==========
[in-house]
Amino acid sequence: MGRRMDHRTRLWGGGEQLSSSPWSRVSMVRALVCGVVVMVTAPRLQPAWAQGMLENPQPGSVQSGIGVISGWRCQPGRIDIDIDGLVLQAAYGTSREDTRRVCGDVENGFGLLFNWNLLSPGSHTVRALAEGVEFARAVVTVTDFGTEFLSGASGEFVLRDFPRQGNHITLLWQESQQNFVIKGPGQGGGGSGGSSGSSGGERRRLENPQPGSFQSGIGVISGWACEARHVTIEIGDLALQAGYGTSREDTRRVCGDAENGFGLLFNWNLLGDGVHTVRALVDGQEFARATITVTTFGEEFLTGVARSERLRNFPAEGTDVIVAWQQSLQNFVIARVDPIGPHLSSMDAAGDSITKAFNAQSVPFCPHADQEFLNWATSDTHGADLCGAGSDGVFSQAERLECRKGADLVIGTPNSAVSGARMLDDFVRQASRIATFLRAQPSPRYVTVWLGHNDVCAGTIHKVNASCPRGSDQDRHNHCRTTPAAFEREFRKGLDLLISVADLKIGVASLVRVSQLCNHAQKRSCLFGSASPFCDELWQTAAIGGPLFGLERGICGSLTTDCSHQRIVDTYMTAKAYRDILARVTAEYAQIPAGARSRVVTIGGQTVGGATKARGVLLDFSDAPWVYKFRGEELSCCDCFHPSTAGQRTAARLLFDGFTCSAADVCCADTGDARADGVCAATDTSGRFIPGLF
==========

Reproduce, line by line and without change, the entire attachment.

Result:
[in-house]
Amino acid sequence: MGRRMDHRTRLWGGGEQLSSSPWSRVSMVRALVCGVVVMVTAPRLQPAWAQGMLENPQPGSVQSGIGVISGWRCQPGRIDIDIDGLVLQAAYGTSREDTRRVCGDVENGFGLLFNWNLLSPGSHTVRALAEGVEFARAVVTVTDFGTEFLSGASGEFVLRDFPRQGNHITLLWQESQQNFVIKGPGQGGGGSGGSSGSSGGERRRLENPQPGSFQSGIGVISGWACEARHVTIEIGDLALQAGYGTSREDTRRVCGDAENGFGLLFNWNLLGDGVHTVRALVDGQEFARATITVTTFGEEFLTGVARSERLRNFPAEGTDVIVAWQQSLQNFVIARVDPIGPHLSSMDAAGDSITKAFNAQSVPFCPHADQEFLNWATSDTHGADLCGAGSDGVFSQAERLECRKGADLVIGTPNSAVSGARMLDDFVRQASRIATFLRAQPSPRYVTVWLGHNDVCAGTIHKVNASCPRGSDQDRHNHCRTTPAAFEREFRKGLDLLISVADLKIGVASLVRVSQLCNHAQKRSCLFGSASPFCDELWQTAAIGGPLFGLERGICGSLTTDCSHQRIVDTYMTAKAYRDILARVTAEYAQIPAGARSRVVTIGGQTVGGATKARGVLLDFSDAPWVYKFRGEELSCCDCFHPSTAGQRTAARLLFDGFTCSAADVCCADTGDARADGVCAATDTSGRFIPGLF